I did not have any serious problem with Ubuntu since then and even if there is  something, you will find at least one answer to your problem in the net - easily.
    The most important 3d applications are also available on Linux by now - Blender (of course), Substance Suite, Unity 3d, etc.
    But what I actually want to say is that in my opinion open source software as Linux and Blender is obviously on its way to a wide audience. People and even big companies finally start to see what Open Source can do for them. And I am confident that it is just the beginning of a new paradigm in software development and licensing.
    These old licensing models Adobe and Autodesk are using (because they were able to milk their consumers very successfully over the last decades because of a lack of alternatives) will not work anymore in a few years. Also the totally unrealistic license fees they charge are (finally) doomed.
    (In my scope) Blender is maybe one of best examples. Like 10 years ago nobody took Blender seriously. And even over the last few years none of the companies I had to do with wanted to know anything about Blender. Suddenly last year it clicked and everybody wants to work with Blender. The majority of the big companies in the gaming industry are switching to Blender because they realized that they have the same or even better output by using this software instead of being slaved to giants like Autodesk or Adobe.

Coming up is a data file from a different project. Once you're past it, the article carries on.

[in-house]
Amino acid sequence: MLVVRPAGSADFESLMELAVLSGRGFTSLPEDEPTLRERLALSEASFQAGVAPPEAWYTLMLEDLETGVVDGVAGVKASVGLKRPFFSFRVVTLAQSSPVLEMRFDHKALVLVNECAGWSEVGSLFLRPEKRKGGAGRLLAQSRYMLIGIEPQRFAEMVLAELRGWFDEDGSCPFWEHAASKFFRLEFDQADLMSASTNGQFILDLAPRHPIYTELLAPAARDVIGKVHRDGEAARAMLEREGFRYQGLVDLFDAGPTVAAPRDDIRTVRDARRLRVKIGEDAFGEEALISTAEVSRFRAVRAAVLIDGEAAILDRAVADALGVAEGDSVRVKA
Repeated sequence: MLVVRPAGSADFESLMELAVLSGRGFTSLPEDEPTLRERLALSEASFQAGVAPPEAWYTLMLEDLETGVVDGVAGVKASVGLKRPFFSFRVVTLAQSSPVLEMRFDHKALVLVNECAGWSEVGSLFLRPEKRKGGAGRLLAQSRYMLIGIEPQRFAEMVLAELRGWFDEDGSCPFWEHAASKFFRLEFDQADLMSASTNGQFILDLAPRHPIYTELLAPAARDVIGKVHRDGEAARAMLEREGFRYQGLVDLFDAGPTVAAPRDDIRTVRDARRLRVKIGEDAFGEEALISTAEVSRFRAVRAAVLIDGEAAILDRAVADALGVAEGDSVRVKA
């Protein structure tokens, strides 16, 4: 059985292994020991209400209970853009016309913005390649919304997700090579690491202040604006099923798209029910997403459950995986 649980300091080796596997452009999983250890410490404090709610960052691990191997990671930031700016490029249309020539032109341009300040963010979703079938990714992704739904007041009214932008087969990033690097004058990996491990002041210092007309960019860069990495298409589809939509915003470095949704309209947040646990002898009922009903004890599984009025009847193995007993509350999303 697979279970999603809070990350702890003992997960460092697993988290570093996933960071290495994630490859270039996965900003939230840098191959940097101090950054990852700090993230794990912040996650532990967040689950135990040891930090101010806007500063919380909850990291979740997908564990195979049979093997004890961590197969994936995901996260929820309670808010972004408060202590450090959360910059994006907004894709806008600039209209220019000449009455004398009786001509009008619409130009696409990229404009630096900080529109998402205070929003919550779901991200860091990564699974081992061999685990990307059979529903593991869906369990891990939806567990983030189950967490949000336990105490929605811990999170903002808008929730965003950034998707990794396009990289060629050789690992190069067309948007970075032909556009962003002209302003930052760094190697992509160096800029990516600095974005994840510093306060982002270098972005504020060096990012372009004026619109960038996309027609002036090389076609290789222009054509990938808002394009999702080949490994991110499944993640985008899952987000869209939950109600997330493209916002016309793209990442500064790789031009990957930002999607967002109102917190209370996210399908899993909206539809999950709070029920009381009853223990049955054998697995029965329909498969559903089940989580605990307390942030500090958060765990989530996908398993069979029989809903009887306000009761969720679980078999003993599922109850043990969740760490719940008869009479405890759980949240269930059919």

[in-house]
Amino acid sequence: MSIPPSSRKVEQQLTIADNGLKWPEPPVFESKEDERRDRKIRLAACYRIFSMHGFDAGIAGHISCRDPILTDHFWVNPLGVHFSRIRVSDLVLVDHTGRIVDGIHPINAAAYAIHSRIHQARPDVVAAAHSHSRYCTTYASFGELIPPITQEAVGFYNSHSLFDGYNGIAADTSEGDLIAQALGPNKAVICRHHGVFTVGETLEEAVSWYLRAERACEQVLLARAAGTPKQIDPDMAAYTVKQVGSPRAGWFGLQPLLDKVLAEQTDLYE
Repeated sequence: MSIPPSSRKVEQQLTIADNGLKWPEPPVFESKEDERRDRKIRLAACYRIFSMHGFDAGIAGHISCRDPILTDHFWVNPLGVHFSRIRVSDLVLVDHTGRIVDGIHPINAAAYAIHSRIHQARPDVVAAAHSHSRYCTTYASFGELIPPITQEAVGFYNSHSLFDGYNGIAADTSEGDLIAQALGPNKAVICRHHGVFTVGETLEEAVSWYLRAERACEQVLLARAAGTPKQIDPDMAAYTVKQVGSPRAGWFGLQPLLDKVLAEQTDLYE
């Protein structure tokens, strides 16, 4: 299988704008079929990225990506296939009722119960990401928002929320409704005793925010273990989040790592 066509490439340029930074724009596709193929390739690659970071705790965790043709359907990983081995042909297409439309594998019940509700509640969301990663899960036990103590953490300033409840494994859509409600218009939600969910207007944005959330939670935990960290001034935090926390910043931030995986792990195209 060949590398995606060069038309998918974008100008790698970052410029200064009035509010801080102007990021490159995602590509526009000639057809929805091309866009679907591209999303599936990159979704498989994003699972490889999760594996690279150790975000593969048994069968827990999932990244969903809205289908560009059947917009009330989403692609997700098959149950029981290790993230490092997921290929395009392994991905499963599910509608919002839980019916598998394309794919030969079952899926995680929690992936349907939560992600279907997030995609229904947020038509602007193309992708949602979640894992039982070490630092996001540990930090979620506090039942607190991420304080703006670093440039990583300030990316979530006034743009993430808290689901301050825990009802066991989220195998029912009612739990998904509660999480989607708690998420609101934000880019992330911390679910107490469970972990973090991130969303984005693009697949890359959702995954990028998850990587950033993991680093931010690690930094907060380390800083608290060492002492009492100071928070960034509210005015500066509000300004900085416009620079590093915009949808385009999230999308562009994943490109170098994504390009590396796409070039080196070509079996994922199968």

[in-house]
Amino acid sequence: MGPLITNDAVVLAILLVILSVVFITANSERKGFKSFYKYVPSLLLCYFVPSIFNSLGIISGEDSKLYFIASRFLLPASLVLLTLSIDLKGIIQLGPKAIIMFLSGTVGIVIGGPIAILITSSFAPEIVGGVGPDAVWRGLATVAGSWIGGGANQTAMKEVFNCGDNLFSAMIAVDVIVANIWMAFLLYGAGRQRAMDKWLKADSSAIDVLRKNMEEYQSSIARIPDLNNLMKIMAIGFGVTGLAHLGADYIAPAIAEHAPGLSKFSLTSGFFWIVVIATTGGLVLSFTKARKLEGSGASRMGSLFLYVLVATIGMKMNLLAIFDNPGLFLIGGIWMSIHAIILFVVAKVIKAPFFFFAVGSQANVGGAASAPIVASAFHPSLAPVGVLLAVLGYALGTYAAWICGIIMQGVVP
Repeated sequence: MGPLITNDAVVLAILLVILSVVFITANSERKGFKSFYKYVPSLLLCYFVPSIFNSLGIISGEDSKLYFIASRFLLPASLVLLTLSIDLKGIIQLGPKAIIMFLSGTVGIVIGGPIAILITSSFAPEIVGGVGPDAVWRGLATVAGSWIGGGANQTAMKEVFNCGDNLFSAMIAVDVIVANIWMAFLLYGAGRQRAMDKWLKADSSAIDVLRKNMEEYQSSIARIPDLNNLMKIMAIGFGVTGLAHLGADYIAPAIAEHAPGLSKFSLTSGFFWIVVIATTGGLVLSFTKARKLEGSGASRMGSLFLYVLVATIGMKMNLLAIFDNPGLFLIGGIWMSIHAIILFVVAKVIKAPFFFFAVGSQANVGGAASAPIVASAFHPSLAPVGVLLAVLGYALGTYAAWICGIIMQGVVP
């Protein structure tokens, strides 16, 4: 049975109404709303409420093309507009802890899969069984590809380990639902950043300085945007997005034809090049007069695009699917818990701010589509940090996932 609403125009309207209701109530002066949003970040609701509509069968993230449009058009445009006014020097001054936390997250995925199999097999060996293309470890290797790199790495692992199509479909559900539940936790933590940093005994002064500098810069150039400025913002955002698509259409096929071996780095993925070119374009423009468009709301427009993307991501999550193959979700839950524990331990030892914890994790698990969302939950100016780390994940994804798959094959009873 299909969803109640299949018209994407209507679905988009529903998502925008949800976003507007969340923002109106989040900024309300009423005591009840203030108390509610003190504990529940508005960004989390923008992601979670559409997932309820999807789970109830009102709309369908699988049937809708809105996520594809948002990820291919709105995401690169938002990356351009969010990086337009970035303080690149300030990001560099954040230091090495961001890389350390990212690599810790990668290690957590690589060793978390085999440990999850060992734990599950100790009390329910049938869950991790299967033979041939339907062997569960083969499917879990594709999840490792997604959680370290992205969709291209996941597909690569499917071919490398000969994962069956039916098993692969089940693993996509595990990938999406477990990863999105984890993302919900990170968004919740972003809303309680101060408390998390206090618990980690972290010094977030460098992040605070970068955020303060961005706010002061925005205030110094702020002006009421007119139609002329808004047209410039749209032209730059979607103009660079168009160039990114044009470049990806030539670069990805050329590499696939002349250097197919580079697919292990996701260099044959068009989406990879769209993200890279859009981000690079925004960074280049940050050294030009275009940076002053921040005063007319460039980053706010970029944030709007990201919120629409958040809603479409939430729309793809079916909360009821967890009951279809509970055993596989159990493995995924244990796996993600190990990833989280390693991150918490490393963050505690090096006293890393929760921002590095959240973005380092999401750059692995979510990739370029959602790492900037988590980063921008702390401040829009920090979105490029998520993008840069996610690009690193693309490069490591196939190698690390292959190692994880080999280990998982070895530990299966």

In a few years there will be a very successful Open Source (or at least reasonably priced) option in every area of mass market software (Affinity is a good example here). And since Open Source is deeply rooted in Linux, I am also bold enough to predict that there will also be a paradigm change in the field of operating systems towards Linux/Open Source.
    Many are realizing that right now, and some are still holding onto the state of the art model of spending tons of money on mediocre and bloatware infested software.
    So in the end I think it would be beneficial for any company at least not being ignorant about Linux since sooner or later you will have to develop for it anyway
    Serif does a really great job since they also kind of revolutionized the graphic art industry with reasonable pricing and impressive quality of product. I guess it's just a question of time until Serif realizes that there is no way around Linux.
    Cheers,
    GumboYaYa
  6. Like
    Redsandro got a reaction from motorlatitude in Affinity products for Linux   
    Linus Tech Tips made a general comparison between Windows and the new Ubuntu 20.04 with a pretty fair pro's and con's list. Interesting watch.
     
     
  7. Like
    Redsandro got a reaction from jrutled3 in Affinity products for Linux   
    https://news.lenovo.com/pressroom/press-releases/lenovo-brings-linux-certification-to-thinkpad-and-thinkstation-workstation-portfolio-easing-deployment-for-developers-data-scientists/
  8. Like
    Redsandro got a reaction from Snapseed in Affinity products for Linux